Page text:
We had the good fortune of connecting with Stephanie Giddens and we’ve shared our conversation below.
Hi Stephanie, what role has risk played in your life or career?
Anyone who has watched me from the outside for the last 10 years would laugh if they heard me say “I’m not a risk-taker,” because I’m not. I like to go the the same restaurants, order the same thing, and drive there and back on the most direct and predictable route. Safe. Secure. Predictable. In the regular, every day routine of life, I’m pretty boring. Ask my kids – my husband brings the fun and spontaneity…I bring the rules and consistency. But when I decide to go big, I go really big. I get out there and chase something hard, full of conviction and no regrets. Like the time I helped launch Polished (polishedonline.org) to help connect young professional women to each other to explore faith together. No one was doing something like it, and we saw a need, so we went for it! It was a pretty big risk. Three years into that project, my husband and I decided to move to East Africa and start a social enterprise that empowered women. We risked everything and a lot of people knew about it. So when the job fell through 24 hours before we shipped our belongings, it was a very visible and heartbreaking disaster. But because we had an army of people that were watching us, we had an army of people to help us pick up the pieces. I learned the value of community and of sharing your journey – even the messy parts. This made me much less fearful of risk. And then there’s Vickery Trading Company. The biggest risk of all. Somewhere I got the idea that I’d take a group of women who didn’t speak English and didn’t know how to sew and teach them to sew (I didn’t sew at the time) then have them make cute kids clothes. Ironically, that’s where the risk made the most sense to me. I saw the struggles that refugee women were facing and I couldn’t ignore it. I saw how much they needed a friend to walk with them on their journey in their new home and I couldn’t keep going without doing something. My conviction to help overcame my fear of risk. One of the best decisions I’ve ever made was to keep walking the path of risk and do something that hasn’t been done in order to help people in ways that no one else was. So what is risk to me? It’s a challenge to overcome and an adventure to pursue head on. It’s what looks like a closed door to some, but I’ve found that it’s the best place to make an impact in our world.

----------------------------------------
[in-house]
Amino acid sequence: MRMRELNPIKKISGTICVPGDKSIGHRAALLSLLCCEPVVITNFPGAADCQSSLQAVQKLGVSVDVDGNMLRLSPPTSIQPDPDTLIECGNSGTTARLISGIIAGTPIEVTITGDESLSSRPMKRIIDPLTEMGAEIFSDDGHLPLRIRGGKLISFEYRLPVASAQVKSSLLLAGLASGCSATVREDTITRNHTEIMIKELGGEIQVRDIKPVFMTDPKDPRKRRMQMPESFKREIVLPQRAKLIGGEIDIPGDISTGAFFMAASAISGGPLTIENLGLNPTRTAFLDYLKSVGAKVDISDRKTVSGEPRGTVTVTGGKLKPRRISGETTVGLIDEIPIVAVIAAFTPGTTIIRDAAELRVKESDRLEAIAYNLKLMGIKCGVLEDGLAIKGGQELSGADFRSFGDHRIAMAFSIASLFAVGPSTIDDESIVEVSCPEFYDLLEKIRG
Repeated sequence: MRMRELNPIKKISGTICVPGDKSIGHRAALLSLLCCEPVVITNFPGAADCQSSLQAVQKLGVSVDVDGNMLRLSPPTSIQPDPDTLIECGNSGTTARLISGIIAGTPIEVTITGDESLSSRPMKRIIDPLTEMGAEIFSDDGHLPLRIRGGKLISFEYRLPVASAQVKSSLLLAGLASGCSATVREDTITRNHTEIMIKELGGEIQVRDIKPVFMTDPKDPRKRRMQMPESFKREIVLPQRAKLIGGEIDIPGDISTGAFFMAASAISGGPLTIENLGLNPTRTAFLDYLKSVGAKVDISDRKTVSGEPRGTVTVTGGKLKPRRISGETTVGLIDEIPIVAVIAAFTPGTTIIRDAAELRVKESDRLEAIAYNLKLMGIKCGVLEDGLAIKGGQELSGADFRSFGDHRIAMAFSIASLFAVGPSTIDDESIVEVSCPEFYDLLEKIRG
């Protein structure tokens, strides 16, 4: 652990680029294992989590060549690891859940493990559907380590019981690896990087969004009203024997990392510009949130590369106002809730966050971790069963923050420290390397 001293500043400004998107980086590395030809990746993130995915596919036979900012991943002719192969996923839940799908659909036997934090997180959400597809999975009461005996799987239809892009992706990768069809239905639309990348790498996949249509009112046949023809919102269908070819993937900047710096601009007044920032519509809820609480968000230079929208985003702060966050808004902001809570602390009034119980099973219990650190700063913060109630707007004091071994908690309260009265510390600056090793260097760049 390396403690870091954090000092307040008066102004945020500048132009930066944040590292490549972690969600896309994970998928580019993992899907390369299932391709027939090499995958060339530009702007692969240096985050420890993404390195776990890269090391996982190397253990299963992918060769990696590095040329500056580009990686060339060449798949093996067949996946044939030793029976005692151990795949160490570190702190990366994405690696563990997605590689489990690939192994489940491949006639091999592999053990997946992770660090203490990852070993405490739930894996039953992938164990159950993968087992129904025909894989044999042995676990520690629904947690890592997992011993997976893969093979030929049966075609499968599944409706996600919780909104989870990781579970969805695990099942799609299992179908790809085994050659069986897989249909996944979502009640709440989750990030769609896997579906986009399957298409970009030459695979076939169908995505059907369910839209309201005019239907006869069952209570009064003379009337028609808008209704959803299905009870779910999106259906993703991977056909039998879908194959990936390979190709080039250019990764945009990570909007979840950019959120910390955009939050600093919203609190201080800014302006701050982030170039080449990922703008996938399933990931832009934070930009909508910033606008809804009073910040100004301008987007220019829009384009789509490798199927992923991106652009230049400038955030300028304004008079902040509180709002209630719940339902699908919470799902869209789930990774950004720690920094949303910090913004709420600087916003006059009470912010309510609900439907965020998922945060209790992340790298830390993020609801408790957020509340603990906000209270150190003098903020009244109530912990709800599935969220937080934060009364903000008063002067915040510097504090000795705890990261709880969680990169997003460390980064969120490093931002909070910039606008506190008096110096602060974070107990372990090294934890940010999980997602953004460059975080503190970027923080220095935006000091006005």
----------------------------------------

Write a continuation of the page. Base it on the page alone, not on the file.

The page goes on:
Alright, so for those in our community who might not be familiar with your business, can you tell us more?
Vickery Trading Co. equips refugee women for long-term success through vocational training, professional development and fair wages. We’re the only (known) fair wage manufacturing facility in DFW that hires and trains refugees for professional sewing careers. As a non-profit organization, VTC has leaned on the expertise and helping hands of countless volunteers to build our clothing line and educational programs from the ground up. We’ve come this far because we decided in the beginning that we weren’t going to give up. We want the world to know that an action as simple as purchasing clothes can be life-changing for the women in our program. We get to see lives change every day and we’re thrilled that our customers and donors get to be part of that.
Let’s say your best friend was visiting the area and you wanted to show them the best time ever. Where would you take them? Give us a little itinerary – say it was a week long trip, where would you eat, drink, visit, hang out, etc.
Vickery Meadow, for sure! Locally known as “the United Nations of Dallas,” it’s a cultural experience like no other. Chuy’s – because…why not?! Klyde Warren Park The Perot
Shoutout is all about shouting out others who you feel deserve additional recognition and exposure. Who would you like to shoutout?
My hubby, Brad, gets the credit for me being where I am today. Vickery Trading without a doubt would not be where it is if it wasn’t for his dedication to the vision for creating VTC. He’s worked extra hard so I could work for free for years while starting VTC. In addition to that, he’s kept the kids, done dishes, laundry, cleaning, carpool, sports – often way more than his 50% share – so I could work, plan, build, network and research to launch VTC. He’s seen me as an equal working partner, even though my limited income and childcare costs were a total drain on the family budget. To this day, he’s VTC’s biggest cheerleader and I’m so thankful for him.
Alexis Marie Photography Holland Rainwater
Nominate Someone: ShoutoutDFW is built on recommendations and shoutouts from the community; it’s how we uncover hidden gems, so if you or someone you know deserves recognition please let us know here.